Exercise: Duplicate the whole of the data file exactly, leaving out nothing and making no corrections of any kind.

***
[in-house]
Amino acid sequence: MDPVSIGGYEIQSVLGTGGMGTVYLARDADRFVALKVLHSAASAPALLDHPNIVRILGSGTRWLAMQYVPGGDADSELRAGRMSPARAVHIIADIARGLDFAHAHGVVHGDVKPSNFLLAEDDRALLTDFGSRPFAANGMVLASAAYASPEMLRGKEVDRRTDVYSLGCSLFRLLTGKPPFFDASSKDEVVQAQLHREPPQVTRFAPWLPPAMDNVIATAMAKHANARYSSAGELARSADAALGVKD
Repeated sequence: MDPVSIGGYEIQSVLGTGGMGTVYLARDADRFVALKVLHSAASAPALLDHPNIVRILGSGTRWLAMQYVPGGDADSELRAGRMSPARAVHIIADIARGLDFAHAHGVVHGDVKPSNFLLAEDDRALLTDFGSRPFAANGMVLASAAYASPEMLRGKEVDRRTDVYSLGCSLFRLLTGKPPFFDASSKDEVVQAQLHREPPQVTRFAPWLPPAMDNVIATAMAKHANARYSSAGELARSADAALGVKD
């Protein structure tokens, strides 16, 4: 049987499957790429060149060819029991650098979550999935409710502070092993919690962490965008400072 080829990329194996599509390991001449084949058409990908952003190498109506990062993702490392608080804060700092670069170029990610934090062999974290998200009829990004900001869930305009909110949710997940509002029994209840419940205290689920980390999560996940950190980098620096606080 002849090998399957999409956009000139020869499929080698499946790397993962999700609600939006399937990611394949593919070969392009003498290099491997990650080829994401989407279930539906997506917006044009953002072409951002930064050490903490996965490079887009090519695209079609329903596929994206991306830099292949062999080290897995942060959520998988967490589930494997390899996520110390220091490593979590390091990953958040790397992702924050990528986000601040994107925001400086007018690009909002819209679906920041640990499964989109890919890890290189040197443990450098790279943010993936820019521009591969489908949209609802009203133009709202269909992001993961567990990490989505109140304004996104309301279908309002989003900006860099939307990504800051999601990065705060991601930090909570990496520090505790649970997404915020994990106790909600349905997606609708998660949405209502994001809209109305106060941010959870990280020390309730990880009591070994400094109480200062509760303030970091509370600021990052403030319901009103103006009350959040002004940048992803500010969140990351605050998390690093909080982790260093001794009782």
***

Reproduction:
[in-house]
Amino acid sequence: MDPVSIGGYEIQSVLGTGGMGTVYLARDADRFVALKVLHSAASAPALLDHPNIVRILGSGTRWLAMQYVPGGDADSELRAGRMSPARAVHIIADIARGLDFAHAHGVVHGDVKPSNFLLAEDDRALLTDFGSRPFAANGMVLASAAYASPEMLRGKEVDRRTDVYSLGCSLFRLLTGKPPFFDASSKDEVVQAQLHREPPQVTRFAPWLPPAMDNVIATAMAKHANARYSSAGELARSADAALGVKD
Repeated sequence: MDPVSIGGYEIQSVLGTGGMGTVYLARDADRFVALKVLHSAASAPALLDHPNIVRILGSGTRWLAMQYVPGGDADSELRAGRMSPARAVHIIADIARGLDFAHAHGVVHGDVKPSNFLLAEDDRALLTDFGSRPFAANGMVLASAAYASPEMLRGKEVDRRTDVYSLGCSLFRLLTGKPPFFDASSKDEVVQAQLHREPPQVTRFAPWLPPAMDNVIATAMAKHANARYSSAGELARSADAALGVKD
């Protein structure tokens, strides 16, 4: 049987499957790429060149060819029991650098979550999935409710502070092993919690962490965008400072 080829990329194996599509390991001449084949058409990908952003190498109506990062993702490392608080804060700092670069170029990610934090062999974290998200009829990004900001869930305009909110949710997940509002029994209840419940205290689920980390999560996940950190980098620096606080 002849090998399957999409956009000139020869499929080698499946790397993962999700609600939006399937990611394949593919070969392009003498290099491997990650080829994401989407279930539906997506917006044009953002072409951002930064050490903490996965490079887009090519695209079609329903596929994206991306830099292949062999080290897995942060959520998988967490589930494997390899996520110390220091490593979590390091990953958040790397992702924050990528986000601040994107925001400086007018690009909002819209679906920041640990499964989109890919890890290189040197443990450098790279943010993936820019521009591969489908949209609802009203133009709202269909992001993961567990990490989505109140304004996104309301279908309002989003900006860099939307990504800051999601990065705060991601930090909570990496520090505790649970997404915020994990106790909600349905997606609708998660949405209502994001809209109305106060941010959870990280020390309730990880009591070994400094109480200062509760303030970091509370600021990052403030319901009103103006009350959040002004940048992803500010969140990351605050998390690093909080982790260093001794009782």